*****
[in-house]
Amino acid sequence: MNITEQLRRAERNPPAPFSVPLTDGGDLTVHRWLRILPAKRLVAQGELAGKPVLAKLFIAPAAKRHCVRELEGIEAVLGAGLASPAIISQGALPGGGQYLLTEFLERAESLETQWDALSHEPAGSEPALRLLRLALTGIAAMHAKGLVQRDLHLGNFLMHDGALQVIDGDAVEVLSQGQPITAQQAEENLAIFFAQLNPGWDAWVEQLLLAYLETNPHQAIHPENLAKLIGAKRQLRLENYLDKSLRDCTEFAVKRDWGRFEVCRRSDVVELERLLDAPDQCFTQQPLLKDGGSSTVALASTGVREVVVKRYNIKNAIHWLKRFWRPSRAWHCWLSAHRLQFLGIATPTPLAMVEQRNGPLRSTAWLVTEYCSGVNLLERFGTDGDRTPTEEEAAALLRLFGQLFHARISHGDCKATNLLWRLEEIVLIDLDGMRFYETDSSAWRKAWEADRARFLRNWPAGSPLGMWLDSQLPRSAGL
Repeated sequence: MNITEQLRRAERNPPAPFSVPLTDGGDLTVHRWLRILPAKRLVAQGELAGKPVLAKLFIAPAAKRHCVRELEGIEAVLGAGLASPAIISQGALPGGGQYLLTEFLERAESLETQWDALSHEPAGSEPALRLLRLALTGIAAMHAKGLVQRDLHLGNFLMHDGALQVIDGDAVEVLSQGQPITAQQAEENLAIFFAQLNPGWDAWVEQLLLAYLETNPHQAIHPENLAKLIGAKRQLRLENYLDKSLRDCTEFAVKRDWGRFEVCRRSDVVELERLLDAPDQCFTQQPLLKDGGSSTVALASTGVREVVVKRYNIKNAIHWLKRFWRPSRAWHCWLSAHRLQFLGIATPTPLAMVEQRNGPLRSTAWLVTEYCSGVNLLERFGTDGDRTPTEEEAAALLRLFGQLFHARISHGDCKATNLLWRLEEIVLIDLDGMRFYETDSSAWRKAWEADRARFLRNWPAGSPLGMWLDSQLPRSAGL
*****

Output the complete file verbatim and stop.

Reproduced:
[in-house]
Amino acid sequence: MNITEQLRRAERNPPAPFSVPLTDGGDLTVHRWLRILPAKRLVAQGELAGKPVLAKLFIAPAAKRHCVRELEGIEAVLGAGLASPAIISQGALPGGGQYLLTEFLERAESLETQWDALSHEPAGSEPALRLLRLALTGIAAMHAKGLVQRDLHLGNFLMHDGALQVIDGDAVEVLSQGQPITAQQAEENLAIFFAQLNPGWDAWVEQLLLAYLETNPHQAIHPENLAKLIGAKRQLRLENYLDKSLRDCTEFAVKRDWGRFEVCRRSDVVELERLLDAPDQCFTQQPLLKDGGSSTVALASTGVREVVVKRYNIKNAIHWLKRFWRPSRAWHCWLSAHRLQFLGIATPTPLAMVEQRNGPLRSTAWLVTEYCSGVNLLERFGTDGDRTPTEEEAAALLRLFGQLFHARISHGDCKATNLLWRLEEIVLIDLDGMRFYETDSSAWRKAWEADRARFLRNWPAGSPLGMWLDSQLPRSAGL
Repeated sequence: MNITEQLRRAERNPPAPFSVPLTDGGDLTVHRWLRILPAKRLVAQGELAGKPVLAKLFIAPAAKRHCVRELEGIEAVLGAGLASPAIISQGALPGGGQYLLTEFLERAESLETQWDALSHEPAGSEPALRLLRLALTGIAAMHAKGLVQRDLHLGNFLMHDGALQVIDGDAVEVLSQGQPITAQQAEENLAIFFAQLNPGWDAWVEQLLLAYLETNPHQAIHPENLAKLIGAKRQLRLENYLDKSLRDCTEFAVKRDWGRFEVCRRSDVVELERLLDAPDQCFTQQPLLKDGGSSTVALASTGVREVVVKRYNIKNAIHWLKRFWRPSRAWHCWLSAHRLQFLGIATPTPLAMVEQRNGPLRSTAWLVTEYCSGVNLLERFGTDGDRTPTEEEAAALLRLFGQLFHARISHGDCKATNLLWRLEEIVLIDLDGMRFYETDSSAWRKAWEADRARFLRNWPAGSPLGMWLDSQLPRSAGL